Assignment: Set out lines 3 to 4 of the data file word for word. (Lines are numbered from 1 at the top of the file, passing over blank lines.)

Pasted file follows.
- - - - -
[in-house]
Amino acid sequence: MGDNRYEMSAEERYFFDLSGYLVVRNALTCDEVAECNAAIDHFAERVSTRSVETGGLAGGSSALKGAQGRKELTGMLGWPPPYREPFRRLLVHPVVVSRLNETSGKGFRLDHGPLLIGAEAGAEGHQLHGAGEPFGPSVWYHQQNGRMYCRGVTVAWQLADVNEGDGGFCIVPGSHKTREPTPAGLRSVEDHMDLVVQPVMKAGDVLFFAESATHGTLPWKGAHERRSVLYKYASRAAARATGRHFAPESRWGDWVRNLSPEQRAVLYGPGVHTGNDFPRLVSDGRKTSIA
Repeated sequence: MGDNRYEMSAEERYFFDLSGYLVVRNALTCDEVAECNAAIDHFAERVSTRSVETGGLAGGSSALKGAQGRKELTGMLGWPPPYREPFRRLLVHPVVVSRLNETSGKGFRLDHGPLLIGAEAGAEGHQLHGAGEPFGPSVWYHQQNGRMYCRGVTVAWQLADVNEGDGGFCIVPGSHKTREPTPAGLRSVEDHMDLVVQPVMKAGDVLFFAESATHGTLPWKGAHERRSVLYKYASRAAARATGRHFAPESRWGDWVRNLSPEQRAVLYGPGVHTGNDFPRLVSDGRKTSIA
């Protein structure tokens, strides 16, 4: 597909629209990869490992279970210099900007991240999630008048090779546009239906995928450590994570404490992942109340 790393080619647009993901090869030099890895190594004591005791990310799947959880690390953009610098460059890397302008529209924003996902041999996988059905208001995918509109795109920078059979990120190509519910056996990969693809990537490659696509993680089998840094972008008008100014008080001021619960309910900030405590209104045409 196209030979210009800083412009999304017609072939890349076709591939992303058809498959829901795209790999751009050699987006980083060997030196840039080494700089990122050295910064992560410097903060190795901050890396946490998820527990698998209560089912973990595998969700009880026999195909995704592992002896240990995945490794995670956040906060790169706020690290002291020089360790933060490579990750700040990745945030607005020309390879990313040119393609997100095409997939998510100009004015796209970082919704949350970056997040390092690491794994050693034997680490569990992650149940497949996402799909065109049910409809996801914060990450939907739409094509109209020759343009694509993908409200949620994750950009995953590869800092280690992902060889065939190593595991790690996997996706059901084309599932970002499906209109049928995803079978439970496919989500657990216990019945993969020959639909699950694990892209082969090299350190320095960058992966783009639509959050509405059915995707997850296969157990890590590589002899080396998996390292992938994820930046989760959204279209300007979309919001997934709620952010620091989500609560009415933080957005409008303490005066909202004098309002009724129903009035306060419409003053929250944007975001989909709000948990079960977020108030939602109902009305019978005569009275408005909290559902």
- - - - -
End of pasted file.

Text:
Repeated sequence: MGDNRYEMSAEERYFFDLSGYLVVRNALTCDEVAECNAAIDHFAERVSTRSVETGGLAGGSSALKGAQGRKELTGMLGWPPPYREPFRRLLVHPVVVSRLNETSGKGFRLDHGPLLIGAEAGAEGHQLHGAGEPFGPSVWYHQQNGRMYCRGVTVAWQLADVNEGDGGFCIVPGSHKTREPTPAGLRSVEDHMDLVVQPVMKAGDVLFFAESATHGTLPWKGAHERRSVLYKYASRAAARATGRHFAPESRWGDWVRNLSPEQRAVLYGPGVHTGNDFPRLVSDGRKTSIA
């Protein structure tokens, strides 16, 4: 597909629209990869490992279970210099900007991240999630008048090779546009239906995928450590994570404490992942109340 790393080619647009993901090869030099890895190594004591005791990310799947959880690390953009610098460059890397302008529209924003996902041999996988059905208001995918509109795109920078059979990120190509519910056996990969693809990537490659696509993680089998840094972008008008100014008080001021619960309910900030405590209104045409 196209030979210009800083412009999304017609072939890349076709591939992303058809498959829901795209790999751009050699987006980083060997030196840039080494700089990122050295910064992560410097903060190795901050890396946490998820527990698998209560089912973990595998969700009880026999195909995704592992002896240990995945490794995670956040906060790169706020690290002291020089360790933060490579990750700040990745945030607005020309390879990313040119393609997100095409997939998510100009004015796209970082919704949350970056997040390092690491794994050693034997680490569990992650149940497949996402799909065109049910409809996801914060990450939907739409094509109209020759343009694509993908409200949620994750950009995953590869800092280690992902060889065939190593595991790690996997996706059901084309599932970002499906209109049928995803079978439970496919989500657990216990019945993969020959639909699950694990892209082969090299350190320095960058992966783009639509959050509405059915995707997850296969157990890590590589002899080396998996390292992938994820930046989760959204279209300007979309919001997934709620952010620091989500609560009415933080957005409008303490005066909202004098309002009724129903009035306060419409003053929250944007975001989909709000948990079960977020108030939602109902009305019978005569009275408005909290559902």